11. ^ "PM Modi to launch Ayushman Bharat health insurance scheme for residents of Jammu and Kashmir on Dec 26". Hindustan Times. 24 December 2020. Retrieved 26 December 2020.
  12. ^ Singh, Poonam Khetrapal (1 October 2018). "Ayushman Bharat: An ambitious set of reforms that should benefit millions of India's poor and vulnerable". World Health Organization. Retrieved 15 February 2021.
  13. ^ Zodpey, S; Farooqui, HH (April 2018). "Universal health coverage in India: Progress achieved & the way forward". The Indian Journal of Medical Research. 147 (4): 327–329. doi:10.4103/ijmr.IJMR_616_18. PMC 6057252. PMID 29998865.
  14. ^ Our Bureau (23 September 2018). "PM unveils Ayushman Bharat; 50 cr to get health cover of ₹5 lakh". Business Line.
  15. ^ Sharma, Yogima Seth (13 September 2019). "Labour ministry to provide cashless secondary and tertiary medical care services under AB-PMJAY". The Economic Times.
  16. ^ "NHA issues circular advising states to identify eligible PMJAY beneficiaries". The Economic Times. 6 October 2018.
  17. ^ Sharma, Neetu Chandra (10 June 2019). "Govt looks beyond SECC 2011 to include more beneficiaries under Modicare". Livemint. HT Media.
  18. ^ Sharma, Neetu Chandra (26 September 2019). "Over 40,000 people availed portable treatment under Ayushman Bharat". Livemint. HT Media.
  19. ^ Kumar, Rajeev (27 May 2020). "Free COVID-19 testing under PMJAY: NHA to empanel ICMR approved labs". The Financial Express.
  20. ^ Kaul, Rhythma (20 May 2020). "2,000 under treatment, 3,000 tested free for Covid-19 under Ayushman Bharat scheme". Hindustan Times.
  21. ^ "5 states opted out of Ayushman Bharat: Here's why". Moneycontrol. 24 September 2018. Retrieved 15 February 2021.
  22. ^ "Ayushman Bharat Yojana and its impact on medical devices industry". Express healthcare. 9 October 2020. Retrieved 15 February 2021.
  23. ^ a b c Porecha, Maitri (24 September 2019). "A year on, Ayushman Bharat faces multiple challenges ahead". The Hindu Business Line.
  24. ^ "Kerala govt joins issue with PM on Ayushman Bharat, says state member of scheme". Business Standard. PTI. 9 June 2019.CS1 maint: others (link)
  25. ^ Krishnakumar, R. (12 April 2019). "A better option in Kerala". Frontline. Retrieved 15 February 2021.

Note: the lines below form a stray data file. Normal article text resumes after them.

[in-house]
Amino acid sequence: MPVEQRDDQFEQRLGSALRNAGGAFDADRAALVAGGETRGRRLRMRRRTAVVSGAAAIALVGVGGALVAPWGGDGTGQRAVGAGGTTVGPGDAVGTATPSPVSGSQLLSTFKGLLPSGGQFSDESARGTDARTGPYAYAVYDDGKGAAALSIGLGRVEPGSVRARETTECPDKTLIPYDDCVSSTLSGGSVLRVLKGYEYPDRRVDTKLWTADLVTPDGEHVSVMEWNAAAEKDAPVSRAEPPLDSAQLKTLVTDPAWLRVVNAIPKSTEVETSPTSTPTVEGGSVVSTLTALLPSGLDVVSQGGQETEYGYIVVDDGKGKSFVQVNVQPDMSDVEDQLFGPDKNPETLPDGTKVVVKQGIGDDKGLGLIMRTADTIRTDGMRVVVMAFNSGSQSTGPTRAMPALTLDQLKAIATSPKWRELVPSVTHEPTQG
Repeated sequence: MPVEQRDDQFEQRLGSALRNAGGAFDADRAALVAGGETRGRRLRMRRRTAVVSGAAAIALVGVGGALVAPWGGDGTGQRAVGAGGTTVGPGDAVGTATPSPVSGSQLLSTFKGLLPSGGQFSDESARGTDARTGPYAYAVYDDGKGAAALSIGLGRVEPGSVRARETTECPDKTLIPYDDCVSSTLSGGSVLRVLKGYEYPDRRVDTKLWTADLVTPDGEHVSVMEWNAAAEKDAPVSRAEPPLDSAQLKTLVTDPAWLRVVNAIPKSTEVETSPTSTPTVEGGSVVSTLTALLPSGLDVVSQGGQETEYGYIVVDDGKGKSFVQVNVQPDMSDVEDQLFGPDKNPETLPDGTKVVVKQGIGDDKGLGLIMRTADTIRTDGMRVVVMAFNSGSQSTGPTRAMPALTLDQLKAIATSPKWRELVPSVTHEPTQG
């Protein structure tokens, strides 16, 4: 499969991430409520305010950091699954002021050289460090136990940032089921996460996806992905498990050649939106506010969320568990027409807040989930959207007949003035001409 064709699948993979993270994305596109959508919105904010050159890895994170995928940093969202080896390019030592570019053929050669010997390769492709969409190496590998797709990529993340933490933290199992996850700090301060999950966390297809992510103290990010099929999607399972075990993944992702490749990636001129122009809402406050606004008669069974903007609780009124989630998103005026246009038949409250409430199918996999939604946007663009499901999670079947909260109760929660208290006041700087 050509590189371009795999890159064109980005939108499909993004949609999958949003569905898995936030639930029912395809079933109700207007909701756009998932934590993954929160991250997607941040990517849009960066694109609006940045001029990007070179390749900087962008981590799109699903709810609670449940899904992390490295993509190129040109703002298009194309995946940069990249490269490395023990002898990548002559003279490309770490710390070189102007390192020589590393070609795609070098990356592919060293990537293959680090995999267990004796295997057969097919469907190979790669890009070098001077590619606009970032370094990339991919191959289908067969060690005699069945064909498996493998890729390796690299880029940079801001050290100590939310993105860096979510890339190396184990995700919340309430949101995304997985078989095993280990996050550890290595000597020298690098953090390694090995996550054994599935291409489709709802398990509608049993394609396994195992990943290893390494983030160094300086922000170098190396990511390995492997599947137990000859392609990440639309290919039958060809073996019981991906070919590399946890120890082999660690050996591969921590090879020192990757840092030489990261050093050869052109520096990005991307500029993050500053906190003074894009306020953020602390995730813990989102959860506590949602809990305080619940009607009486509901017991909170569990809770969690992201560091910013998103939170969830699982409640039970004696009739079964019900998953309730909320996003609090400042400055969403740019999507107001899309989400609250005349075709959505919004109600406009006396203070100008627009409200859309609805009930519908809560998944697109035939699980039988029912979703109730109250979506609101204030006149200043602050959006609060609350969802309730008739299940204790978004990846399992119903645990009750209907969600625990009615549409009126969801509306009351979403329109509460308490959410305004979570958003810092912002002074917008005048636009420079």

26. ^ Khanna, Rohit (8 June 2019). "Ayushman Bharat targets 3 crore beneficiaries if West Bengal rejoins the scheme". The Times of India.
  27. ^ Menon, Amarnath K. (9 September 2019). "Telangana CM rejects Centre's Ayushman Bharat for state medical health scheme". India Today.
  28. ^ "People in Delhi, WB, Odisha, Telangana not getting Ayushman Bharat scheme benefits: Harsh Vardhan". The Economic Times. PTI. 10 December 2019.CS1 maint: others (link)
  29. ^ "AAP govt will implement Ayushman Bharat scheme in Delhi: Sisodia". The Economic Times. PTI. 23 March 2020.CS1 maint: others (link)
  30. ^ Tandi, Dev Narayan (31 May 2020). "Prime Minister narendra modi addresses 12th Episode of 'Mann Ki Baat 2.0'". narendramodi.in.
  31. ^ Kumar, Rajeev (20 May 2020). "Ayushman Bharat-PMJAY crosses new milestone! WhatsApp chatbot, special e-cards planned for celebration". The Financial Express.
  32. ^ "Ayushman Bharat: Fresh push by National Health Agency to get hospitals on board". The Indian Express. 26 November 2018. Retrieved 6 December 2018.
  33. ^ Sharma, Yogima Seth (13 November 2019). "ESIC partners with PMJAY to provide medical facilities to beneficiaries". The Economic Times.
  34. ^ Sharma, Yogima (23 June 2020). "ESIC beneficiaries to soon get facilities of hospital empanelled under Ayushman Bharat". The Economic Times.
  35. ^ a b Hooda, Shailender Kumar (26 November 2018). "With Inadequate Health Infrastructure, Can Ayushman Bharat Really Work?". The Wire.
  36. ^ Nirula, SR; Naik, M; Gupta, SR (June 2019). "NHS vs Modicare: The Indian Healthcare v2.0. Are we ready to build the healthier India that we envisage?". Journal of Family Medicine and Primary Care. 8 (6): 1835–1837. doi:10.4103/jfmpc.jfmpc_309_19. PMC 6618227. PMID 31334141.
  37. ^ The World, Republic. "171 hospitals de-empanelled, Rs 4.6 Cr penalty levied for committing fraud in PMJAY". Republic World. Retrieved 11 June 2020.
  38. ^ "Ayushman Bharat: Hospitals use Bizarre Ways to Siphon Off Public Funds". The Times of India. 15 August 2019. Retrieved 18 August 2019.
  39. ^ "Hospitals Penalised for Irregularities in Ayushman Bharat Scheme". Hindu Business Line. 25 June 2019. Retrieved 18 August 2019.
  40. ^ Vachhatani, Jitesh (30 September 2019). "Harsh Vardhan's 'name & shame' list to curb frauds under AB-PMJAY". Republic TV.
  41. ^ "Ayushman Bharat – PMJAY at one: A step closer to universal health coverage". ORF. 24 September 2019.

Further consideration[edit]

External links[edit]